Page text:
We have really dedicated teachers out there. Generally speaking, the standard is quite high and at the top end, it’s really as good as anywhere in the world.

CD: Early on in your career you moved to New York. There seems to bit of a recurring theme, not just in jazz but in many styles of music in Australia, that a lot of artists elect to go overseas to further their career. Why do they have to do that?

Morrison: I think you’re right when they say they have to. You can advance to a certain point here. It’s nothing to do with the music itself. You’re not going to hear anything overseas that you couldn’t hear here. What it is, it’s a career thing, not a music thing. In some fields of endeavour, I know that perhaps, let’s just pick one at random, if I was a classical oboist, it may be that the best person to study with on the oboe, does live in Vienna. You’ll have to go there. But as far as a jazz player goes, I can speak with authority that you don’t have to go anywhere. You need to for your career but not for the actual music.

We forget sometimes because to us, Australia is the centre of the world. We’re an island in the South Pacific and if you want to talk about beaches or a nice place to go or friendly people, Australia comes at the top of the list. Talk about culture, music, it doesn’t even come up. Now, if you mention, ‘oh yeah, but what about Kylie [Minogue] or what about AC/DC?’ Yeah they’re awesome, but you have to point them out. So if you’re talking about rock music, it’s all about the U.K. and the U.S. If you’re talking about classical music it’s all about Europe and basically Australia’s just not on the map. And that, in a funny sort of way for an Australian artist, can actually be an advantage. When you go over there, if you’re good, they go ‘wow, where did you say you’re from?’ They don’t expect it so you kind of get more noticed. If you came from New Orleans and said ‘I want to play jazz’, they’d say ‘well of course you do’. So it can be an advantage like that.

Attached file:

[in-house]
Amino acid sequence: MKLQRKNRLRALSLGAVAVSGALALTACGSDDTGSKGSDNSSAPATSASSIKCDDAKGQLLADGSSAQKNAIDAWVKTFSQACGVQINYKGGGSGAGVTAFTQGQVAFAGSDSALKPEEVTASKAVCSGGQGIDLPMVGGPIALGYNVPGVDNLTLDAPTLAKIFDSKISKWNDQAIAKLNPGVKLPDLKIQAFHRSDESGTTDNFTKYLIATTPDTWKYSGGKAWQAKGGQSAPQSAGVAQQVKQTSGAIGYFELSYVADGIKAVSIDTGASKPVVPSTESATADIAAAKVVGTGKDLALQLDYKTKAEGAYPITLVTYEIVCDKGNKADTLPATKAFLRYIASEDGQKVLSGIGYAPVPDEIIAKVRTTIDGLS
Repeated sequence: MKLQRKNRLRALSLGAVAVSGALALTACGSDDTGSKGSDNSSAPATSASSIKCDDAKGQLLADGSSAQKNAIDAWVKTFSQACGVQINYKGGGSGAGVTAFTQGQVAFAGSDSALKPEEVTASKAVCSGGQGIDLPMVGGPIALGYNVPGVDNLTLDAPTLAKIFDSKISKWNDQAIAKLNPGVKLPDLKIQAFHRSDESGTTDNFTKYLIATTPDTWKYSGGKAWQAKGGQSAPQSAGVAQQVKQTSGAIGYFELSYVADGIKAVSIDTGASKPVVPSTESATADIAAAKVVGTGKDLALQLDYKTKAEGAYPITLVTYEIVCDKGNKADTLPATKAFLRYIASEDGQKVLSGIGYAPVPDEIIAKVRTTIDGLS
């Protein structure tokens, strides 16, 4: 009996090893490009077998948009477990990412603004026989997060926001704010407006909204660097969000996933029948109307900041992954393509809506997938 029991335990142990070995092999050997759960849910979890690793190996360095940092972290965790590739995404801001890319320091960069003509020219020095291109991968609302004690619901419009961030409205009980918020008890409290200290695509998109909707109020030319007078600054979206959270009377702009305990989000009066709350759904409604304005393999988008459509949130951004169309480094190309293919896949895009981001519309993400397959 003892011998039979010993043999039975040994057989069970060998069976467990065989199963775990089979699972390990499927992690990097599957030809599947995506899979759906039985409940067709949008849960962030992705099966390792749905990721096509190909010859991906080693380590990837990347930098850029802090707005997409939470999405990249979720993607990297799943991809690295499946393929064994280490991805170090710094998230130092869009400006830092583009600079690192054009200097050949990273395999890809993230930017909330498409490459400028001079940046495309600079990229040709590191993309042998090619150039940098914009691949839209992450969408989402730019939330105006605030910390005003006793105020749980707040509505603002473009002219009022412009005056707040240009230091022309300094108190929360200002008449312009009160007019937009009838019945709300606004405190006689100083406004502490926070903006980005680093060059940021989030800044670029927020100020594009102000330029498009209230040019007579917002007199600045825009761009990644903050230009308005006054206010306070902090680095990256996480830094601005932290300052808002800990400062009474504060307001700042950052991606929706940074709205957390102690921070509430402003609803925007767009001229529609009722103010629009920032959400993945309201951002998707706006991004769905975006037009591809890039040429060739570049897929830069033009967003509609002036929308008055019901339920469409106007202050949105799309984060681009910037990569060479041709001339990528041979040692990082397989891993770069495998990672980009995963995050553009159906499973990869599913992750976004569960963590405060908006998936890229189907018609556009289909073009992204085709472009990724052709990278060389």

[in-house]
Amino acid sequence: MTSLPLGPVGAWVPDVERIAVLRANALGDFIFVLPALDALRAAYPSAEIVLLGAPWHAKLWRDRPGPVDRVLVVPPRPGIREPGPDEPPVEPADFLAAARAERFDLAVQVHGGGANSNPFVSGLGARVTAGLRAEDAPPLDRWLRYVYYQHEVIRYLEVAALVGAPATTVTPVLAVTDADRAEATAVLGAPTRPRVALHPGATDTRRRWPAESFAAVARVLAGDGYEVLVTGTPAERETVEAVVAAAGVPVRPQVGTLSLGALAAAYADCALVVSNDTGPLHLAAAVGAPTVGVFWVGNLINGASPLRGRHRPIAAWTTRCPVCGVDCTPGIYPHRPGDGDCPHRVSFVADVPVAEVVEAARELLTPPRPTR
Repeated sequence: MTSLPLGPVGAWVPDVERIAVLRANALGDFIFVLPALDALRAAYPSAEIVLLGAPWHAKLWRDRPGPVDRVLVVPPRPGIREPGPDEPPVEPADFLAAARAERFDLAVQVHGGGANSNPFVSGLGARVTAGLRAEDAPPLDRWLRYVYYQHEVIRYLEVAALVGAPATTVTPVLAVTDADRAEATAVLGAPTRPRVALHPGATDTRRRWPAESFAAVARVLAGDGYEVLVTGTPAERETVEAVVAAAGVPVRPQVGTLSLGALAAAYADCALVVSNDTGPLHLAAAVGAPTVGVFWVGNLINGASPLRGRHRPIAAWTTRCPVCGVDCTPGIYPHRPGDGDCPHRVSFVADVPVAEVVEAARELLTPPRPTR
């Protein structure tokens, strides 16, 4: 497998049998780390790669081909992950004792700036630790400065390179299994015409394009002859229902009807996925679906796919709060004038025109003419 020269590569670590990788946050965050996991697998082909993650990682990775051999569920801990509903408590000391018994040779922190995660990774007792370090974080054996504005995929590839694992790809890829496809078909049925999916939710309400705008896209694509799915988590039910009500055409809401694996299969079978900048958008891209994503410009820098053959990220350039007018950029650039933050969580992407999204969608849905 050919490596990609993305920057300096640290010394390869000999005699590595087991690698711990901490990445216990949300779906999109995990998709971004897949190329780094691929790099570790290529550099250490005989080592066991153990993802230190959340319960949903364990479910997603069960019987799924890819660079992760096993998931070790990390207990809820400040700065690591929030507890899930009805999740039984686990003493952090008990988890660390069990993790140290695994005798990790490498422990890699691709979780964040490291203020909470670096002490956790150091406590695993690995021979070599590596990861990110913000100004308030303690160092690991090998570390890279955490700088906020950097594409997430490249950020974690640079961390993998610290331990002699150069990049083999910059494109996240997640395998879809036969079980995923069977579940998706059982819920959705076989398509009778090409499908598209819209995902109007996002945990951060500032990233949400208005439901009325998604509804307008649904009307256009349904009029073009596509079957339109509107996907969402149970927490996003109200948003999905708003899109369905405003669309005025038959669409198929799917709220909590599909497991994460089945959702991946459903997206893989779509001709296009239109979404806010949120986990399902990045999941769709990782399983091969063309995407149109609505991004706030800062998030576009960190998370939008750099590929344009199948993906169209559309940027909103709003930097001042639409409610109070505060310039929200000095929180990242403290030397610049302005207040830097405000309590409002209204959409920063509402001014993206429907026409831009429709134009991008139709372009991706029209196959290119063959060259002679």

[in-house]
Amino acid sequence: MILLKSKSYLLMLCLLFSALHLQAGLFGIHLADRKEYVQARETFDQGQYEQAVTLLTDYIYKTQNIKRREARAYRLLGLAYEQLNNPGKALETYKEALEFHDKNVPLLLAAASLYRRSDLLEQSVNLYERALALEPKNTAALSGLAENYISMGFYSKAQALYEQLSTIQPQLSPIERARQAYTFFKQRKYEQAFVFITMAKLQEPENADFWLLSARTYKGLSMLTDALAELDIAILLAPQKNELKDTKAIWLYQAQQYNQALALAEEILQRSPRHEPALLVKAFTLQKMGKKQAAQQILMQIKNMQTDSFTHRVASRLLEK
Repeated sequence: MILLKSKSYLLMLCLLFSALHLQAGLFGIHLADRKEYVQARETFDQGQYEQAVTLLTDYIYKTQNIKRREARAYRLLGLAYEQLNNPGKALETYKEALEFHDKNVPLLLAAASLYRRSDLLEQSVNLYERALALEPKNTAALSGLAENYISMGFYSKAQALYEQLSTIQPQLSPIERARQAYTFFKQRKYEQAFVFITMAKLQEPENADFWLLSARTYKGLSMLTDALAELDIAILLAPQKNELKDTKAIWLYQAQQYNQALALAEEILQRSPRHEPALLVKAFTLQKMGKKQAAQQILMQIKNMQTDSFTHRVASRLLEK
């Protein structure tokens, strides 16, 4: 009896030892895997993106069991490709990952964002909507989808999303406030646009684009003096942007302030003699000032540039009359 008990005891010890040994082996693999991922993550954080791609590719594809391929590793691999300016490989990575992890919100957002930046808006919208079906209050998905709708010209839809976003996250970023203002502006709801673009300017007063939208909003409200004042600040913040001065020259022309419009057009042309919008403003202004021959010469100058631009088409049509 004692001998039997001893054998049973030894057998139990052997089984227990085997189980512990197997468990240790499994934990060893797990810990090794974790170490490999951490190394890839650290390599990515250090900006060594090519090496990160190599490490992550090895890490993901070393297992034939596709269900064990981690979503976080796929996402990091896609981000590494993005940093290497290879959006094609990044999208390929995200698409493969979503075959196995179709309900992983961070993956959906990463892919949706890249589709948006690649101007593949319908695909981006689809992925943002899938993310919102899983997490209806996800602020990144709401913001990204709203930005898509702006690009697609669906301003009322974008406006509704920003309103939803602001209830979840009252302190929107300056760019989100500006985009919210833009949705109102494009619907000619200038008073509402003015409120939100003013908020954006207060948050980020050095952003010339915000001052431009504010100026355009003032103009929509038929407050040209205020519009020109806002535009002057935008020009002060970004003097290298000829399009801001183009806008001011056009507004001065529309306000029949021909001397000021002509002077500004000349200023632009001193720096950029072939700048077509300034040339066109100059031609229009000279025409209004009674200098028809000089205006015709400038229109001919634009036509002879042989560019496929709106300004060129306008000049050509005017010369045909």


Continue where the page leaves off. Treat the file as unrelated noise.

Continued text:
CD: For those who aren’t very familiar with jazz music but want to get into it, which artists would you recommend they listen to as a sort of ‘Introduction to Jazz 101’?

Morrison: Wow. That’s always hard. Because jazz is a genre, not a style, imagine if I said ‘I want to get into classical music, what should I listen to?’. You would have some favourites you could pick, but there are so many ways you can go. And you might love one and hate the other. If you play someone Wagner first and they’re not really into classical music, that’s it, they’re not listening to any more. But they might be into something else, so jazz is the same.

Look at the difference between Miles Davis and Louis Armstrong, and they’re both jazz trumpeters. I mean, chalk and cheese as far as the style of goes. I could play them the best Dixieland, swing and bebop on earth and they could go ‘I don’t like jazz’. But I could play them one track of [jazz] fusion or something else, modern jazz and they might go ‘this is awesome’, or vice versa. So what I suggest is, there are plenty of them, get a jazz sampler, they’re even called that. Go to iTunes and get a jazz sampler and you get all these different tracks and when you hear something you like, find out what it is and then go and search for that artist and listen to them and their colleagues and that style. Because there’s so many styles, you really have to get a cross section first to choose from.

CD: If you could play a show with any musician, from any era, who would it be?

Morrison: Ooh. Firstly, I’ve been really lucky that I’ve had a chance to play with many [people on] my record collection, so I have played and recorded with Dizzy Gillespie, he’d be up there of course. I have played with all sorts of players over the years, Ray Brown and so on. So, I guess the one, one of the heroes I mentioned but would never get to play with was Oscar Peterson, so I guess he’d certainly be right up there.

Image credit: James Morrison official Facebook page and ABC Open.